• Released
  • November 23, 2011
  • (Limited 11/23)
  • R , 1 hr 39 min
  • Drama
  • 98 Fan Ratings
100

The Hollywood Reporter

By Todd McCarthy
Precise, lucid and thrillingly disciplined, this story of boundary-testing in the early days of psychoanalysis is brought to vivid life by the outstanding lead performances of Keira Knightley, Viggo Mortensen and Michael Fassbender.
Full Review
91

Entertainment Weekly

By Lisa Schwarzbaum
Intelligent conversation about the interplay of erotic and destructive urges takes place over cups of tea in fine bone china. Yet the movie is a radically modern story about sex.
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88

Boston Globe

By Wesley Morris
This is the best thing Mortensen's ever done. His slow, paunchy, hairy Freud has a cavalier authority and a capacity for drollery. He's also seductively wise in a way that makes both Fassbender and Knightley, as very good as they are, also seem uncharacteristically callow.
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88

Rolling Stone

By Peter Travers
The actors give it their all, especially Knightley, whose jaw- jutting, heavily accented and unfairly criticized portrayal gives the film its fighting spirit.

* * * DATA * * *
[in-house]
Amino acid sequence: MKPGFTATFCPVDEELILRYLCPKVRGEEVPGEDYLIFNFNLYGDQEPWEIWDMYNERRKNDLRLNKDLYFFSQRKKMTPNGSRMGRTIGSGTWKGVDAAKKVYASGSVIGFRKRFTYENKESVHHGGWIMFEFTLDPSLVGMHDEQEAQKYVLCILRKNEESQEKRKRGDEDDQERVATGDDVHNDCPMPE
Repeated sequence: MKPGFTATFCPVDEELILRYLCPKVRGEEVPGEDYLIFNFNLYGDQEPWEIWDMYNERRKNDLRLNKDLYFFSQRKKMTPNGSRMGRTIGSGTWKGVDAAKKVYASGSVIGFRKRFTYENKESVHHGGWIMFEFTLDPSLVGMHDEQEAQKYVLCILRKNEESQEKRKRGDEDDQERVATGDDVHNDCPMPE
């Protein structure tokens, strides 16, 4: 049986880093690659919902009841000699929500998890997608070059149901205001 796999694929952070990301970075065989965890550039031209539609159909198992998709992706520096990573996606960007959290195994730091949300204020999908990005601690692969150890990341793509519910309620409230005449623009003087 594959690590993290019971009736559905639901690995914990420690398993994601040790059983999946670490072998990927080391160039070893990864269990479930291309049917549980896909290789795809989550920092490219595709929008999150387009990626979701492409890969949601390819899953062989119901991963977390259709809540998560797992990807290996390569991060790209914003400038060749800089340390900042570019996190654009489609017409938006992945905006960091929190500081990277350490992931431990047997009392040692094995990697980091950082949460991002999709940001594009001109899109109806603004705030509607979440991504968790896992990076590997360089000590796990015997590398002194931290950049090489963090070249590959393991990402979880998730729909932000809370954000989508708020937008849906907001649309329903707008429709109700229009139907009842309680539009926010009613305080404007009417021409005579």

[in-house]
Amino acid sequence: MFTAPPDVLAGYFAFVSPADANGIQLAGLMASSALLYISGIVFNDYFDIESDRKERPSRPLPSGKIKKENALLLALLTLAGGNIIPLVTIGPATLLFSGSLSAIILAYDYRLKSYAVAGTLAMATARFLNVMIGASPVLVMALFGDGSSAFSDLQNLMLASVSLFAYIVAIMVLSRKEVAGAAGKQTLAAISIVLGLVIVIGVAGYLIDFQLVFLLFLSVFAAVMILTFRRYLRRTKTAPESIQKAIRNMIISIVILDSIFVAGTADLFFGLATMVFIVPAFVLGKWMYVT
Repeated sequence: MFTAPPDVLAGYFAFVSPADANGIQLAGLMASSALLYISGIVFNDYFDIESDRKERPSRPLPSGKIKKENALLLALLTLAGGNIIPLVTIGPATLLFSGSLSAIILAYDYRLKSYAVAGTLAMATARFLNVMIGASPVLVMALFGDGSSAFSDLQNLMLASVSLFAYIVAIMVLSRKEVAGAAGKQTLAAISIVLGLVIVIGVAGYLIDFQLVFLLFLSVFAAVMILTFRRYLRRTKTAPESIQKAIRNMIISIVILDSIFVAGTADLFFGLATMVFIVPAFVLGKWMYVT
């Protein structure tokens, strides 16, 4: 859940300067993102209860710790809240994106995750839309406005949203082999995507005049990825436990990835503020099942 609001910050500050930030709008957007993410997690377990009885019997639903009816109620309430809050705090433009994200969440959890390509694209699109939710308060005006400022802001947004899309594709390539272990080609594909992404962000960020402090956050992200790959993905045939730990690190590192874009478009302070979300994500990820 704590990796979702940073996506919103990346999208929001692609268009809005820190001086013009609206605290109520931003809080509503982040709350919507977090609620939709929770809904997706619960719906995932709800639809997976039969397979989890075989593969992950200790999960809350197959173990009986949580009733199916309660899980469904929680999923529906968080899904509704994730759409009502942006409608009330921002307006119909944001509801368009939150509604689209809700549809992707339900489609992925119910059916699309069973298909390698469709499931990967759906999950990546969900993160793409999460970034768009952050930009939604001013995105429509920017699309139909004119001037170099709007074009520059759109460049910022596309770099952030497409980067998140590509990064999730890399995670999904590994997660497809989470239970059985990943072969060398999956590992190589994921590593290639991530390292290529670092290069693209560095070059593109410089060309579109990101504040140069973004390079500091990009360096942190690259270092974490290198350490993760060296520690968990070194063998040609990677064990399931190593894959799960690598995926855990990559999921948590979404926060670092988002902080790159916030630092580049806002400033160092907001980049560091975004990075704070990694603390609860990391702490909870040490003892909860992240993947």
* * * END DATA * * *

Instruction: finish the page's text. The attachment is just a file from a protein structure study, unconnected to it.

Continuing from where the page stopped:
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80

Wall Street Journal

By Joe Morgenstern
Represents a big growth spurt in Mr. Cronenberg's career. Its measured pace, along with a style that is sometimes austere (though sometimes anything but) repays close attention with excellent acting and a wealth of absorbing information.
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75

Philadelphia Inquirer

By Steven Rea
There's an icy chill, a detachment, to A Dangerous Method, too. Of course, there are no talking cockroaches (Naked Lunch), no naked steambath knife fights (Eastern Promises), and that may have something to do with why this all feels so un-Cronenbergian.
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70

NPR

By Mark Jenkins
The clinical style doesn't play to the director's strengths. A Dangerous Method didn't have to be another "Naked Lunch," but Freud plus Jung plus Cronenburg should have equaled something a little more dissonant and troubling.
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63

USA Today

By Scott Bowles
A Dangerous Method has plenty to say about sex, but it lacks much fire for it.
Full Review
60

New York Daily News

By Elizabeth Weitzman
A Dangerous Method concerns itself primarily with sex, but what's most shocking is how conservative it turns out to be.
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50

San Francisco Chronicle

By Mick LaSalle
Instead we get Knightley, who juts her chin, quakes, shakes and bugs her eyes, but nothing about her pain calls out to us, because nothing in it seems real.
Full Review
76 out of 100
Generally favorable reviews
Metascore® based on all critic reviews. Scores range from 0 to 100, with higher scores indicating more favorable reviews.